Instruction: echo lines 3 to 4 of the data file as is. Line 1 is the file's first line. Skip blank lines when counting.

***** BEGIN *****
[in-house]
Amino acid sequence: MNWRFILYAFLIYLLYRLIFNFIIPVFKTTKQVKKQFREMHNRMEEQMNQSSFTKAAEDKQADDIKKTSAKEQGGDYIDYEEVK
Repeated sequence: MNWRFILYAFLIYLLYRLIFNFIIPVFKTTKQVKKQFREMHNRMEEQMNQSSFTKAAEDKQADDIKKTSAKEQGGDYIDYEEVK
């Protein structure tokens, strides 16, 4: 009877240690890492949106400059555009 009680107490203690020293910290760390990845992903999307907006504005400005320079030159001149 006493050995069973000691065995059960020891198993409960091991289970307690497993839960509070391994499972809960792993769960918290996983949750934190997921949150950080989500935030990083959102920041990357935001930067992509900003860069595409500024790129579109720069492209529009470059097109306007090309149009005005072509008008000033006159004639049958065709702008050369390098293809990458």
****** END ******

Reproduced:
Repeated sequence: MNWRFILYAFLIYLLYRLIFNFIIPVFKTTKQVKKQFREMHNRMEEQMNQSSFTKAAEDKQADDIKKTSAKEQGGDYIDYEEVK
């Protein structure tokens, strides 16, 4: 009877240690890492949106400059555009 009680107490203690020293910290760390990845992903999307907006504005400005320079030159001149 006493050995069973000691065995059960020891198993409960091991289970307690497993839960509070391994499972809960792993769960918290996983949750934190997921949150950080989500935030990083959102920041990357935001930067992509900003860069595409500024790129579109720069492209529009470059097109306007090309149009005005072509008008000033006159004639049958065709702008050369390098293809990458």